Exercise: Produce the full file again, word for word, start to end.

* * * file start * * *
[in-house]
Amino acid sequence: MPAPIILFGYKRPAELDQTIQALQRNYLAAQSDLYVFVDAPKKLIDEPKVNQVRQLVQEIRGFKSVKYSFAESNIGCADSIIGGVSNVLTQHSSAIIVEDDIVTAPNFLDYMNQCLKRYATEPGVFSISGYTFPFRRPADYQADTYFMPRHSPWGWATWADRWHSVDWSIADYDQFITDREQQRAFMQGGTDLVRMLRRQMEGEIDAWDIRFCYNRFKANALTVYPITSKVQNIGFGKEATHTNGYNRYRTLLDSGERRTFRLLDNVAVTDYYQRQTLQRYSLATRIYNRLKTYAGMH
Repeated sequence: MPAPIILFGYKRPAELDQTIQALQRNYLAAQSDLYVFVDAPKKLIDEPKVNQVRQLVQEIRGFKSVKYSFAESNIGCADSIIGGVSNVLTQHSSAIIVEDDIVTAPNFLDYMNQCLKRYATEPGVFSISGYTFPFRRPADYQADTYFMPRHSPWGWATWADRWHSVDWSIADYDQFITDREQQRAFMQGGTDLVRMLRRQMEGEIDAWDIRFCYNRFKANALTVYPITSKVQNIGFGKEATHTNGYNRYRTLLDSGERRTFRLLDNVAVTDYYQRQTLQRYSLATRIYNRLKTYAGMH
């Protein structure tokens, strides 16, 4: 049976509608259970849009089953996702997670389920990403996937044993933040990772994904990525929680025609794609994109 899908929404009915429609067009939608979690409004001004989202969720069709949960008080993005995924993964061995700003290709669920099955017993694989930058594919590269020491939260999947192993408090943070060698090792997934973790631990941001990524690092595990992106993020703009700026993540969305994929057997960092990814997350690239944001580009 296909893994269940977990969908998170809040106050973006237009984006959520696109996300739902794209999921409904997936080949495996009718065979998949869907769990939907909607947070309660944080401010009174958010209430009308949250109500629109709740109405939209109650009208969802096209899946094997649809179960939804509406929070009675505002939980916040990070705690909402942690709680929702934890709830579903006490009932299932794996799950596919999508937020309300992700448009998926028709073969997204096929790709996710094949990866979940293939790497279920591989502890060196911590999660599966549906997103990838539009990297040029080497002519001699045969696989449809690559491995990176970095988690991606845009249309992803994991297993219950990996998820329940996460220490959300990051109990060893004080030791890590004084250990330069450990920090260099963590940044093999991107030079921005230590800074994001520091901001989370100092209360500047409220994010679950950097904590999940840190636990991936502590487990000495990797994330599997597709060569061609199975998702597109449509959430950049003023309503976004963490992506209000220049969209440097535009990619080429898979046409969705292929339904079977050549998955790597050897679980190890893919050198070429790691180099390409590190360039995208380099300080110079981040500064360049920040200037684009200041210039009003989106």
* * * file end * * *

[in-house]
Amino acid sequence: MPAPIILFGYKRPAELDQTIQALQRNYLAAQSDLYVFVDAPKKLIDEPKVNQVRQLVQEIRGFKSVKYSFAESNIGCADSIIGGVSNVLTQHSSAIIVEDDIVTAPNFLDYMNQCLKRYATEPGVFSISGYTFPFRRPADYQADTYFMPRHSPWGWATWADRWHSVDWSIADYDQFITDREQQRAFMQGGTDLVRMLRRQMEGEIDAWDIRFCYNRFKANALTVYPITSKVQNIGFGKEATHTNGYNRYRTLLDSGERRTFRLLDNVAVTDYYQRQTLQRYSLATRIYNRLKTYAGMH
Repeated sequence: MPAPIILFGYKRPAELDQTIQALQRNYLAAQSDLYVFVDAPKKLIDEPKVNQVRQLVQEIRGFKSVKYSFAESNIGCADSIIGGVSNVLTQHSSAIIVEDDIVTAPNFLDYMNQCLKRYATEPGVFSISGYTFPFRRPADYQADTYFMPRHSPWGWATWADRWHSVDWSIADYDQFITDREQQRAFMQGGTDLVRMLRRQMEGEIDAWDIRFCYNRFKANALTVYPITSKVQNIGFGKEATHTNGYNRYRTLLDSGERRTFRLLDNVAVTDYYQRQTLQRYSLATRIYNRLKTYAGMH
């Protein structure tokens, strides 16, 4: 049976509608259970849009089953996702997670389920990403996937044993933040990772994904990525929680025609794609994109 899908929404009915429609067009939608979690409004001004989202969720069709949960008080993005995924993964061995700003290709669920099955017993694989930058594919590269020491939260999947192993408090943070060698090792997934973790631990941001990524690092595990992106993020703009700026993540969305994929057997960092990814997350690239944001580009 296909893994269940977990969908998170809040106050973006237009984006959520696109996300739902794209999921409904997936080949495996009718065979998949869907769990939907909607947070309660944080401010009174958010209430009308949250109500629109709740109405939209109650009208969802096209899946094997649809179960939804509406929070009675505002939980916040990070705690909402942690709680929702934890709830579903006490009932299932794996799950596919999508937020309300992700448009998926028709073969997204096929790709996710094949990866979940293939790497279920591989502890060196911590999660599966549906997103990838539009990297040029080497002519001699045969696989449809690559491995990176970095988690991606845009249309992803994991297993219950990996998820329940996460220490959300990051109990060893004080030791890590004084250990330069450990920090260099963590940044093999991107030079921005230590800074994001520091901001989370100092209360500047409220994010679950950097904590999940840190636990991936502590487990000495990797994330599997597709060569061609199975998702597109449509959430950049003023309503976004963490992506209000220049969209440097535009990619080429898979046409969705292929339904079977050549998955790597050897679980190890893919050198070429790691180099390409590190360039995208380099300080110079981040500064360049920040200037684009200041210039009003989106």